Tag Info

New answers tagged

2

68.57 Pounds per square foot if evenly distributed - call it 70 (or 75) and pull up a calculator (or drop by your lumberyard and have them run it on their I-joist software, which might well be the most affordable solution.) Or hire an engineer. Underbuilt haylofts do have a tendency to demonstrate that they are underbuilt; so don't underbuild it.


1

You are most likely hitting the metal flange around the vent that is used to secure the vent to the studs. If this is what you are hitting, it will be right behind the drywall, then drilling a new hole for the screw is the right action.


0

[in the UK] I've just bought some 'Ronseal 3 in 1 mould killer' spray from B&Q -- also available on Amazon -- which has worked well on my polystyrene ceiling tiles in the bathroom. These were quite mouldy in places (due to problems with my roof). The spray worked really well (and the spray mechanism was very effective - giving a good-coverage fine mist ...


0

Drywall anchors are used in vertical walls and the rating is based on a combination of shear load (downward on the screw and anchor) and some tension load outward (based on an assumption of a load close to the wall). Ceiling mounts are pure tension loads downward and the weak spot is the drywall, not the anchor. A thin diameter of crumbly plaster around the ...


0

Most drywall anchors are meant to be used vertically not horizontally. Walls yes ceilings NO. If you bought the anchors look at the box it should tell you. As for me I use toggle bolts and washers. Find the weight of the fixture and get the toggle bolt and washer to match.


-1

First, an answer because I realize some people just cannot get this stuff. If it were me, I would build the wall like normal with a continuous double 2x4 top plate and just shoot about 6 +/- nails with our gun through the top section of the studs into the drywall. Second, a thought. What would the weight be from on that wall. Maybe a person pushing off ...


-1

I would simply ask if you can have two beams on each wall that hit the ceiling. These could span to the 1/3 mark on the walls and would keep it from flexing. Simple 4x4 would probably look the best and should still pass fire code.


2

It sounds like two of your red wires form a switch loop to one of your switches. The remaining red wire is the hot (I believe called active in Australia?) coming into your ceiling. By connecting them all together, you have wired your light (and switch) directly to your unswitched power, which is why it stays on. You'll need a multimeter, voltage tester, or ...


4

I was in total agreement with Ecnerwal, that those bumps were to hold it in wall board. Finding this picture tells a different story: (notice the bumps and the threaded insert) My best guess is that up in the ceiling somewhere, is the rest of the part; those bumps thread into it, or you can just push (see, 4.a). Be gentle with it, those are 50 bucks. ...


0

No the box and support system is not rated for 45lb Chandelier. Because you do not have access to box, you can cut a little bit bigger hole and remove the old box and support system. Then install a Retrofit Ceiling Fan Saf-T-Brace. UL listed to support lighting fixtures 150 lbs. or less on 16 in. centers and 50 lbs. or less on 24 in. centers; supports fans ...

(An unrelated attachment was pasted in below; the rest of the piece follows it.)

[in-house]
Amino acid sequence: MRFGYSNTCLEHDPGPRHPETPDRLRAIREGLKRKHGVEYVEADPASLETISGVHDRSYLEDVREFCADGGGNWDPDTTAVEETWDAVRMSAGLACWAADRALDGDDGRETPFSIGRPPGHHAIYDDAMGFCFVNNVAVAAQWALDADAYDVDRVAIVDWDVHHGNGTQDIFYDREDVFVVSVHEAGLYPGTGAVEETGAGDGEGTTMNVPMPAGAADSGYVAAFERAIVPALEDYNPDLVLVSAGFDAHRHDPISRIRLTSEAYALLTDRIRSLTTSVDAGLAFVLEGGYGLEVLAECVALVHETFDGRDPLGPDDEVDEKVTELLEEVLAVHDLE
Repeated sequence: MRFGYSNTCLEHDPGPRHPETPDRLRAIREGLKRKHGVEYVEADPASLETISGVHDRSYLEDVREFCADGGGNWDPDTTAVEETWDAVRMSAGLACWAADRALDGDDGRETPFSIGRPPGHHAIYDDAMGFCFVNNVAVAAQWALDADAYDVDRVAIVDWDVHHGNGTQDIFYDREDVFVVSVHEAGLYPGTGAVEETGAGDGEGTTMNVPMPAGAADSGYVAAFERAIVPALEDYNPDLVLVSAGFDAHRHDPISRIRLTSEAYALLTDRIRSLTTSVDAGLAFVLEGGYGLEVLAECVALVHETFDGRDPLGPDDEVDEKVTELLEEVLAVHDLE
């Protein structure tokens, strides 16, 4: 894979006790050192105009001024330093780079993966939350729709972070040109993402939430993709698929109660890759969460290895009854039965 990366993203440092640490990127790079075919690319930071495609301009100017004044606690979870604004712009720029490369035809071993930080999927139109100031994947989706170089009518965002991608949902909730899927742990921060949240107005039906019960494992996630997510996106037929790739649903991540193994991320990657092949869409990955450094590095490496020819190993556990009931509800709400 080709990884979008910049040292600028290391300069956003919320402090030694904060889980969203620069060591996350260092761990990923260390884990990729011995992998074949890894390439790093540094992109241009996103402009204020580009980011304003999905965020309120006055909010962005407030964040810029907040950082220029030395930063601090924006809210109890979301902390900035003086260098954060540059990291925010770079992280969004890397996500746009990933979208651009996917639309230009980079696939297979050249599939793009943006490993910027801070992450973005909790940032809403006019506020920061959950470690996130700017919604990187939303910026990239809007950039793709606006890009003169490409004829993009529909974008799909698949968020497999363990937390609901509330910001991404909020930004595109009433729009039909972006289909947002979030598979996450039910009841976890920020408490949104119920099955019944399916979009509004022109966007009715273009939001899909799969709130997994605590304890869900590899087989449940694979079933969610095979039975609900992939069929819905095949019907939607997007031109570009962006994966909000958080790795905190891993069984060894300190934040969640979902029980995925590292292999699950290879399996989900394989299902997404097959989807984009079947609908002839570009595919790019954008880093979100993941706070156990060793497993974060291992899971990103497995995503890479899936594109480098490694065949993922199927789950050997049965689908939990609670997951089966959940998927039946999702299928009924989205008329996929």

2

I will not be able to paint over the black paint and restore it to its white colour. It's just paint on drywall. If you decide to remodel, you can paint over it. You will need to paint the whole wall to make sure the color matches, and it may take an extra coat or two to completely cover the black, but if you do any remodeling, you will most likely be ...


2

Your pelmet needs a top to it. Other terms are box valance or cornice. You take a standard valance which is just a curtain rod cover and put a top on it. Since it's a box with an open bottom that covers the curtain rods and the top of the window opening, it should be a very effective light control device. Paint the inside of the thing matte black, make it ...


0

Generally speaking, you must connect ceiling live cable (CL) to fixture live (FL) and ceiling neutral (CN) to fixture neutral (FN). As comments state, your fixture may not have a ground cable (strictly speaking), but some kind of screw, most probably with proper designation indented on it or with a proper sticker. If that's so, your ground cable from ceiling ...


2

Extension cords are not supposed to be used for permanent fixtures. These fixtures are supposed to be hard wired or directly plugged into a permanent outlet. A common approach to solve this problem would be to install a switched outlet on the ceiling near the fluorescent lights. In many jurisdictions, you could use non-metallic cable to run the outlet and ...


1

If the lights don't work at all, when the fan is not on: (and assuming the incoming power goes to the switches and does not come from the ceiling) The switch for the fan, powers the switch for the lights. Instead, the incoming power at the wall switch's J-box needs a pig-tail, to feed the two switches. Beyond that, I'd need a detailed description ...


0

First I don't totally disagree with Tyler but his answer is a bit ridiculous. Only a concrete salesman would tell you to repour your foundation due to hairline cracks in drywall. Maybe the issue has something to do with the foundation shifting seasonally. But all houses move a little throughout weather changes - humidity and temp. It is virtually ...



Top 50 recent answers are included